"Depending then on the desired or required orientation for particular content to be shown on the display, the electronic device can alter the designation of the areas for the user controls and the location of visual guides according to the 'portrait' or 'landscape' orientations," Apple explained. "In other words, when the device is preparing to display particular content, the electronic device can determine the particular orientation for that content. Then, when the device switches to show that new content on the display, the electronic device alters the designation of the areas for the user controls and the location of visual guides if the orientation of the newly displayed content is different from that previously displayed. Thus, the user can naturally rotate the device to better view the newly displayed content in its preferred orientation, and the visual guides and designated areas will be already matched to the content's orientation."
The devices processing circuitry could also store information tracking how long touch data has occurred on portions of a touch sensitive bezel and/or how many adjacent, designated areas have had repeated touch data, according to the filing. "Then, after a predefined time limit, the processing circuitry can begin to ignore that consistent touch data in the portion of the bezel when determining what user controls the user is implicating. Furthermore, the processing circuitry can designated new locations for areas of the bezel for user controls that are part of the ignored portion of the bezel."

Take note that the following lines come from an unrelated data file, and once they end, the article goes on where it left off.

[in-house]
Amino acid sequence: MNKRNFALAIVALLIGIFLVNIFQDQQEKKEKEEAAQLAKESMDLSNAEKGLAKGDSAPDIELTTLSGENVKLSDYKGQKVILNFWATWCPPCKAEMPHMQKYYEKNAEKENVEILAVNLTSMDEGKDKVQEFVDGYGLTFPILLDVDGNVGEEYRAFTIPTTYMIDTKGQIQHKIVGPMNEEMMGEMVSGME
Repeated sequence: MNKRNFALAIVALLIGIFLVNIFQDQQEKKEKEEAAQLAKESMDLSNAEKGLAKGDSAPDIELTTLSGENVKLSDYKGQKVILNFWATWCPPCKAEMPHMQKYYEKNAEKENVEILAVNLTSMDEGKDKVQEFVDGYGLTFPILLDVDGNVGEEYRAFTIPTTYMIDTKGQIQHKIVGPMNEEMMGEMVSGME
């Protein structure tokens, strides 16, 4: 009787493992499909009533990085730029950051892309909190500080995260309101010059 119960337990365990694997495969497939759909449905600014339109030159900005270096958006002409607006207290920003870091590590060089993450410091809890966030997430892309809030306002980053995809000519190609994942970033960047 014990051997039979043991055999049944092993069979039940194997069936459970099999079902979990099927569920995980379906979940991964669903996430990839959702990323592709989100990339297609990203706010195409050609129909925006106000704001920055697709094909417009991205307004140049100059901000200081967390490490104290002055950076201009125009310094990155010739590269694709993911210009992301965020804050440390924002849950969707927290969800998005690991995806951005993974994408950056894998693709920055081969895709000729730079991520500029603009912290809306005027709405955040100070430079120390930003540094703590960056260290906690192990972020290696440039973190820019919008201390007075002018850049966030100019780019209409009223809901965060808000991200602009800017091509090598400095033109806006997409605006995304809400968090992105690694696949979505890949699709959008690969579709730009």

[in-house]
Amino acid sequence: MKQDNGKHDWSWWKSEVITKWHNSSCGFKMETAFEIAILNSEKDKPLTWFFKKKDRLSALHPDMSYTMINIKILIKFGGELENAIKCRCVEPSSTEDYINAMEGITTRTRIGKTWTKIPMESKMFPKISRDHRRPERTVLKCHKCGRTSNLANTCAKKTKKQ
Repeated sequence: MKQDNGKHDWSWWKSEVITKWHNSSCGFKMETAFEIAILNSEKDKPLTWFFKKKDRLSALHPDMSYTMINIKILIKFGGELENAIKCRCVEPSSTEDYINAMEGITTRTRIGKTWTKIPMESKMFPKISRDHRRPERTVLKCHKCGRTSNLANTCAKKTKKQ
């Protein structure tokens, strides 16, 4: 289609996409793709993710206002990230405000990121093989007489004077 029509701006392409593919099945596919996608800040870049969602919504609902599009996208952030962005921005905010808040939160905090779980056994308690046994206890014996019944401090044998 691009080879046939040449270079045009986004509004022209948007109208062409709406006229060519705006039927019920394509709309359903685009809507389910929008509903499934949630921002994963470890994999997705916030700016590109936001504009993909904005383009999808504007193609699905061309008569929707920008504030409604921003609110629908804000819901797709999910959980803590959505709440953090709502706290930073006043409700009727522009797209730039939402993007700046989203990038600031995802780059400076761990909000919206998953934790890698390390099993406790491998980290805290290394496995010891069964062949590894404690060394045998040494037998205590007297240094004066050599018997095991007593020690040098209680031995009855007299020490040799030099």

"For example," Apple said, "the touch sensitive bezel can be used to sense touch gestures, such as touch and drag operations, made by the user. Using the touch gestures, a user can perform a number of user controls, such as move portions of an image that are being displayed, move a curser to drop and drag visual elements displayed scroll up and down through a screen, skip through images in an album or series of images, adjust the setting or value of a user control, or perform similar operations."
In addition, because the touch sensitive bezel can also be configured to detect force, the pressure that a user applies to a designated area of the bezel can also be used to determine the amount, extent, or level of a setting, adjustment, or value of a user control," the company said.
Furthermore, Apple said the touch sensitive bezel can be used to obtain touch data corresponding to multiple user controls simultaneously: "For example, the user controls of the bezel can be configured so that one side of the bezel controls brightness with a touch and drag motion by the user, while the other side of the bezel controls contrast with a touch and drag motion by the user. Thus, using both of these sides of the bezel, the user can simultaneously adjust both the contrast and the brightness of the display using touch and drag motions on the sides of the bezel."
Apple noted that its latest filing shows several different configurations of electronic devices, each of which contain certain features, details, and configurations. "However, one skilled in the art will understand that such features, details, and configurations can be used with the various different embodiments, even if such features, details, and configurations were not specifically mentioned in conjunction with a particular embodiment, and that this disclosure contemplates various combinations of the features, details, and configurations disclosed herein," the company wrote. "More specifically, the foregoing description of preferred and other embodiments is not intended to limit or restrict the scope or applicability of the inventive concepts conceived of by the Applicants."
In exchange for disclosing the various inventive concepts, Apple said it is seeking all patent rights afforded by its claims.
The filing is credited to four Apple employees: Nick King, Duncan Kerr, Paul Herbst and Steven Hotelling.